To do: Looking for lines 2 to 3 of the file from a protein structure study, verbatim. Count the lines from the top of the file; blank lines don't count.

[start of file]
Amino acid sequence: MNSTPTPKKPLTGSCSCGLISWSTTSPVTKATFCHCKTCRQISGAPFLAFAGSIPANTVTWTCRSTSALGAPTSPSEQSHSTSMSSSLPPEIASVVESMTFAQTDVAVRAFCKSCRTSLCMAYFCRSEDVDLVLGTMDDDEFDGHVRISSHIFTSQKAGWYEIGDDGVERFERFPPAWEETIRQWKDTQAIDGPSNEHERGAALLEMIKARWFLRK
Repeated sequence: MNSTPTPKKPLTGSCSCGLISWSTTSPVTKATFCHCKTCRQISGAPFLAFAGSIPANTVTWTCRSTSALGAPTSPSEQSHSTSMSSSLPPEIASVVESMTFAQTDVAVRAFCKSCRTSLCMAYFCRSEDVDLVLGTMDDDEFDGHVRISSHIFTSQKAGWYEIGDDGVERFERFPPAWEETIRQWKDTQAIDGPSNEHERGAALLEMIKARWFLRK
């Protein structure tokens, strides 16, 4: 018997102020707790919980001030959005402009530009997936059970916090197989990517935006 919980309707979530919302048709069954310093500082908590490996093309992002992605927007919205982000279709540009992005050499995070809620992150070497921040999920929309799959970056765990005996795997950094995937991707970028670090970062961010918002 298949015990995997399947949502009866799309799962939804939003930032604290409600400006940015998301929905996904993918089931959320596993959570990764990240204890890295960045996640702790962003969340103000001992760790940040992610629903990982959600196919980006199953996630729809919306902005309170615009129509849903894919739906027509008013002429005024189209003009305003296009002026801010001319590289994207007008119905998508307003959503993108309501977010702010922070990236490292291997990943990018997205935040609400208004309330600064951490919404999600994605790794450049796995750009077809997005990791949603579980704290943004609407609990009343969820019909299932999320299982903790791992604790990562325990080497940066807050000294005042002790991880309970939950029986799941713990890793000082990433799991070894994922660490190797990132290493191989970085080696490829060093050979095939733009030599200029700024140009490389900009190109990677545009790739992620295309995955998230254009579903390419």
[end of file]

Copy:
Repeated sequence: MNSTPTPKKPLTGSCSCGLISWSTTSPVTKATFCHCKTCRQISGAPFLAFAGSIPANTVTWTCRSTSALGAPTSPSEQSHSTSMSSSLPPEIASVVESMTFAQTDVAVRAFCKSCRTSLCMAYFCRSEDVDLVLGTMDDDEFDGHVRISSHIFTSQKAGWYEIGDDGVERFERFPPAWEETIRQWKDTQAIDGPSNEHERGAALLEMIKARWFLRK
């Protein structure tokens, strides 16, 4: 018997102020707790919980001030959005402009530009997936059970916090197989990517935006 919980309707979530919302048709069954310093500082908590490996093309992002992605927007919205982000279709540009992005050499995070809620992150070497921040999920929309799959970056765990005996795997950094995937991707970028670090970062961010918002 298949015990995997399947949502009866799309799962939804939003930032604290409600400006940015998301929905996904993918089931959320596993959570990764990240204890890295960045996640702790962003969340103000001992760790940040992610629903990982959600196919980006199953996630729809919306902005309170615009129509849903894919739906027509008013002429005024189209003009305003296009002026801010001319590289994207007008119905998508307003959503993108309501977010702010922070990236490292291997990943990018997205935040609400208004309330600064951490919404999600994605790794450049796995750009077809997005990791949603579980704290943004609407609990009343969820019909299932999320299982903790791992604790990562325990080497940066807050000294005042002790991880309970939950029986799941713990890793000082990433799991070894994922660490190797990132290493191989970085080696490829060093050979095939733009030599200029700024140009490389900009190109990677545009790739992620295309995955998230254009579903390419």